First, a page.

‘Sasquatch Sunset’ Review: The Zellner Brothers Deliver A Bawdy, Bold Bigfoot Romp [Sundance]

There’s commitment to the bit, and then there’s David and Nathan Zellner. The brothers’ latest film “Sasquatch Sunset,” billed to Sundance audiences as only “a year in the life of a singular family,” makes good on the filmmaking duo’s long desire to make a film about the legend of Bigfoot. That logline deliberately undersells exactly what they made: a 90-minute, dialogue-free film that follows a family of sasquatches in the forest.

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Following an opening montage that establishes these proto-humans in silhouette, the Zellners cut to the gentle giants ponderously munching on some plants. There’s no longer any doubt: this is that kind of movie. And, bizarrely enough, it works. “Sasquatch Sunset” commands attention as it holds viewers in suspense if, for nothing else, how long they can sustain the concept.

The film proves simple yet slippery as it charts the seasons of life and cycles of nature through accumulating vignettes of sasquatch behavior. They fight and fornicate, pee and poop, pick their noses and pick their battles, eat and get eaten, get hard and go hard. Despite these primitive displays, they also develop rudimentary psychology and try to assert their dominance in the food chain.

“Sasquatch Sunset” can swing between adult drama or Adult Swim at any given moment. It’s thrilling to know that a scene can go in any direction. The Zellners inspire a posture of leaning into the events rather than just passive observation of these creatures as if behind glass at the zoo. Beneath the furious grunting and frantic gesticulation lies something deeply, darkly familiar. Under thick suits of hair and makeup, Jesse Eisenberg and Riley Keough have the daunting task of rendering humanistic performances through a most animalistic form.

It’s tough to make the actors out, though an occasional close-up will make their eyes unmistakable. Along with Christophe Zajac-Denek and Nathan Zellner, the actors subsume themselves into playing the sasquatches both physically and emotionally. The film asks them to go all-in on everything from boner gags to base cries for survival. “Sasquatch Sunset” lives and dies on their ability to convey the complexity of their circumstances with concision. For the immediate play-by-play, there’s scarcely a beat in doubt.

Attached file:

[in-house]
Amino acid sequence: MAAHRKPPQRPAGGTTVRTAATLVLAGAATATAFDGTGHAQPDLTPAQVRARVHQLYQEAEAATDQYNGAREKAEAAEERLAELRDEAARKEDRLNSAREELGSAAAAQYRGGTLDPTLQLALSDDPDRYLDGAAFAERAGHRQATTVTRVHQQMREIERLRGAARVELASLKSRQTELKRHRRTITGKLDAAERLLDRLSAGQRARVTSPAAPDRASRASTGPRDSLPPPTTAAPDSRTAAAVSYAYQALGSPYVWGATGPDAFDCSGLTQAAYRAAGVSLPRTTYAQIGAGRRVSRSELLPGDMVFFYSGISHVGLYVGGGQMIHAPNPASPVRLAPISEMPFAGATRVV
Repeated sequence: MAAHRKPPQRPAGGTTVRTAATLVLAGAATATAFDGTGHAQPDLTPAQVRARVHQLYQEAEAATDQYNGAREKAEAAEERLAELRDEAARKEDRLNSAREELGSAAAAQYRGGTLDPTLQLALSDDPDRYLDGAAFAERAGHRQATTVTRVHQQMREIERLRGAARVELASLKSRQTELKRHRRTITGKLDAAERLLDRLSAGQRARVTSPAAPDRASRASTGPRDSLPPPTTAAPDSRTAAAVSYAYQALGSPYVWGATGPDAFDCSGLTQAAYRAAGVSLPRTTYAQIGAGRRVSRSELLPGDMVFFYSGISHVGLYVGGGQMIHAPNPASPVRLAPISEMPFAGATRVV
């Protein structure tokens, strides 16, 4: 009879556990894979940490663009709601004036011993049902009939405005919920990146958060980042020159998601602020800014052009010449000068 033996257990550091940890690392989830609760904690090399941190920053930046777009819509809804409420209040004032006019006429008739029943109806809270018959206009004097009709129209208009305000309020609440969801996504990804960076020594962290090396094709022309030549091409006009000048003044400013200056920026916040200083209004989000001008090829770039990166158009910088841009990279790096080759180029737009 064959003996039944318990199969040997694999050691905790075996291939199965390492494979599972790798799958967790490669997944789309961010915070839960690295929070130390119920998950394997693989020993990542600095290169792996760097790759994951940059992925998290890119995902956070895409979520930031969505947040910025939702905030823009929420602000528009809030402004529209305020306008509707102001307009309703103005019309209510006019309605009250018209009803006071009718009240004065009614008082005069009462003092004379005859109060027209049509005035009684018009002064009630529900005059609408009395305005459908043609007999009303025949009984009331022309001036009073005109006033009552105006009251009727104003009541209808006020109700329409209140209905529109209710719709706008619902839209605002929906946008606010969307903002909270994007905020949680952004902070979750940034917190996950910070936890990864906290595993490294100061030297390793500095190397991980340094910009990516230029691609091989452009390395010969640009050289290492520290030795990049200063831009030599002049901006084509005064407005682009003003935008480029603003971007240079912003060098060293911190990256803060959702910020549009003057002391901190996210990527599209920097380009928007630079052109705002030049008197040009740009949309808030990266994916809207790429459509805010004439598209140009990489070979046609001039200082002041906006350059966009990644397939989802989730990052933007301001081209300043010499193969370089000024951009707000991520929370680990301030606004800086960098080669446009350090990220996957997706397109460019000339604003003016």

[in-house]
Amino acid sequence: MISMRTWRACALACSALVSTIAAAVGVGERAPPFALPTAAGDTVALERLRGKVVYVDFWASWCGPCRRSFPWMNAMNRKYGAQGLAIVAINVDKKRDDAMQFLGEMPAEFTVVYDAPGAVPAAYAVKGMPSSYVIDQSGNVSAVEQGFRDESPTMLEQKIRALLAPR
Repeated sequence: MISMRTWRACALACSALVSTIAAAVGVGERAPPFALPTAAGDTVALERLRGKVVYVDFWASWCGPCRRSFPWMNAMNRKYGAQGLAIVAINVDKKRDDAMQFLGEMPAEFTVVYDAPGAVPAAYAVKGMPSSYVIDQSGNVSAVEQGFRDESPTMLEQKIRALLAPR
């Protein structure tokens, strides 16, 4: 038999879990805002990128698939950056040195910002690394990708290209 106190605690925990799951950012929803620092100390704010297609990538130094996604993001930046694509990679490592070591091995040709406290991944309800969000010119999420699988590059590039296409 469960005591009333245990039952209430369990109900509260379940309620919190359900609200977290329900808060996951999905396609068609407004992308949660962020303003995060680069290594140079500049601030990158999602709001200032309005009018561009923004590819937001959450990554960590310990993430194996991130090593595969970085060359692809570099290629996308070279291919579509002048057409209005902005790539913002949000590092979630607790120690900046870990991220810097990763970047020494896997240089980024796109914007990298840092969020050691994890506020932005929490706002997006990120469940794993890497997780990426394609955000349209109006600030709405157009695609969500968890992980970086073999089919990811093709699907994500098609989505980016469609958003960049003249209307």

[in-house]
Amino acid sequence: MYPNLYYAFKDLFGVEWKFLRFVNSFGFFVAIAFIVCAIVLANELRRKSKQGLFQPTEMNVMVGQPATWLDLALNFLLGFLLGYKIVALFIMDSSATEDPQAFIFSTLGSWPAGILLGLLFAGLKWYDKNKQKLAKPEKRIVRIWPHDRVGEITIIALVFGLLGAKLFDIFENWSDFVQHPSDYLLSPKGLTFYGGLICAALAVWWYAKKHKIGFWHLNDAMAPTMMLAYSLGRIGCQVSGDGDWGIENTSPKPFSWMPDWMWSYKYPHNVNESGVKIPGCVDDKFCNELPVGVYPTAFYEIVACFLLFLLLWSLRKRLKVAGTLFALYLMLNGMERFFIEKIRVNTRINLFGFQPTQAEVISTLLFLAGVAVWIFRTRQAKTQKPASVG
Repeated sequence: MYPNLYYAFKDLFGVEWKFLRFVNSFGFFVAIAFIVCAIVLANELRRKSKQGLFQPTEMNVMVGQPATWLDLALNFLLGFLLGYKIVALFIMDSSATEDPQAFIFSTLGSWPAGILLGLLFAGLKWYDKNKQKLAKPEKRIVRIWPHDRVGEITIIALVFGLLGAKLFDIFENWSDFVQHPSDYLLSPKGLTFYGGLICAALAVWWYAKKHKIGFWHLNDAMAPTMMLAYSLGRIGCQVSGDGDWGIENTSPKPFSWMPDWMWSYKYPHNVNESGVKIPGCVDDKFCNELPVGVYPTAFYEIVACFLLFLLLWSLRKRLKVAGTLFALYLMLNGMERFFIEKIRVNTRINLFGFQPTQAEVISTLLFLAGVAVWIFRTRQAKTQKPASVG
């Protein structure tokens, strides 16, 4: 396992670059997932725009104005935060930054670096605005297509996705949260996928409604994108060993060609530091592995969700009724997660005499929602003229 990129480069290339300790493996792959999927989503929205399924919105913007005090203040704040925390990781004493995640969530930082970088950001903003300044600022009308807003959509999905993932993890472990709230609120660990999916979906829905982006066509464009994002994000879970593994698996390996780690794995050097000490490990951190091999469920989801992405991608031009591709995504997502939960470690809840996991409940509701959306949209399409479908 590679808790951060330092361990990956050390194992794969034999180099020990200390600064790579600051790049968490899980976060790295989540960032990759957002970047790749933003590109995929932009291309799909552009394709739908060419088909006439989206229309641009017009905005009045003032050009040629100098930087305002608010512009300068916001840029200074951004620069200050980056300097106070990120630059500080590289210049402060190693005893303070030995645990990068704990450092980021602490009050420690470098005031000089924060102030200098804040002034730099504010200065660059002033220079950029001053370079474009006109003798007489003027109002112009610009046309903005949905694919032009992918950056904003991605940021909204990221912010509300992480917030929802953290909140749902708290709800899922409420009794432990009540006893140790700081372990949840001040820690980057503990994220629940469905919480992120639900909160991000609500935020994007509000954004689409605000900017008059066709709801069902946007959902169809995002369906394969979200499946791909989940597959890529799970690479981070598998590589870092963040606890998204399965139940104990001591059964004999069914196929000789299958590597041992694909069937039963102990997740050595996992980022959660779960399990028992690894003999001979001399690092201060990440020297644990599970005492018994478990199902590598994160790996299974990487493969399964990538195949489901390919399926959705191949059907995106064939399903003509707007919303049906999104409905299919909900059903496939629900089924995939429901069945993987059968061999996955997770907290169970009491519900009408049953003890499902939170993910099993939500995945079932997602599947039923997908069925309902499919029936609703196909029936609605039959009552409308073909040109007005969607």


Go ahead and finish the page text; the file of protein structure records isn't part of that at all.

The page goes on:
But what it all means, if anything, remains elusive throughout. That’s not a knock on the film; in fact, this overwhelming sense of mystery provides the tension lacking by presenting the family’s journey with such a straightforward, non-ironic gaze. “Sasquatch Sunset” feels like a great boundary-pushing work should: dangerous. It’s as if the bottom could fall out at any moment.

That disorientation is a deliberate choice from the filmmaking team. For much of the film, it’s ambiguous as to when exactly this is taking place. Is it a Kubrickian, “Dawn of Man” style presaging of our human ancestors? Are the homo sapiens lurking strategically out of frame? That lack of context forces viewers to take these characters on their own terms, judging them like the many members of the animal kingdom who appear as a running motif “Sasquatch Sunset.” Nature watches their antics with what’s best described as polite bemusement. Remarkably, these observations can feel ripped from Terrence Malick or an edgelord “Family Guy” cutaway gag depending on how the editing wants to position the shot.

Until the final shot, the Zellner Brothers leave unclear whether all of their oddball observations are building to a grand statement about humanity or a punchline. “Sasquatch Sunset” can accommodate readings of both. There’s a sensation of disbelief pervading the work, almost as if the directors cannot believe they are getting away with this. While this verve never manifests as smug self-satisfaction, their laser-like focus on achieving the ridiculous vision within this world makes it feel akin to a spell that dissipates soon after the credits roll.

Reading a political angle out of “Sasquatch Sunset” is possible, but doing so feels lower on the list of priorities compared to admiring the “Merry Prankster” quality of the Zellners’ absurdist vision. Their latest film makes for a natural extension of the Zellners’ fondness for unconventional protagonists, such as the ones in their earlier works like “Kid-Thing” and “Kumiko, The Treasure Hunter.These figures, like the sasquatches, provide a window into the world that highlights its uncanniness. Here, the directors highlight the unfeeling, unruly nature of nature itself as creatures great and small attempt to find and feel their way through it. Apart from uncontrollable bodily exertions at the sight of something uncertain, what separates the viewer from the character here? [B]

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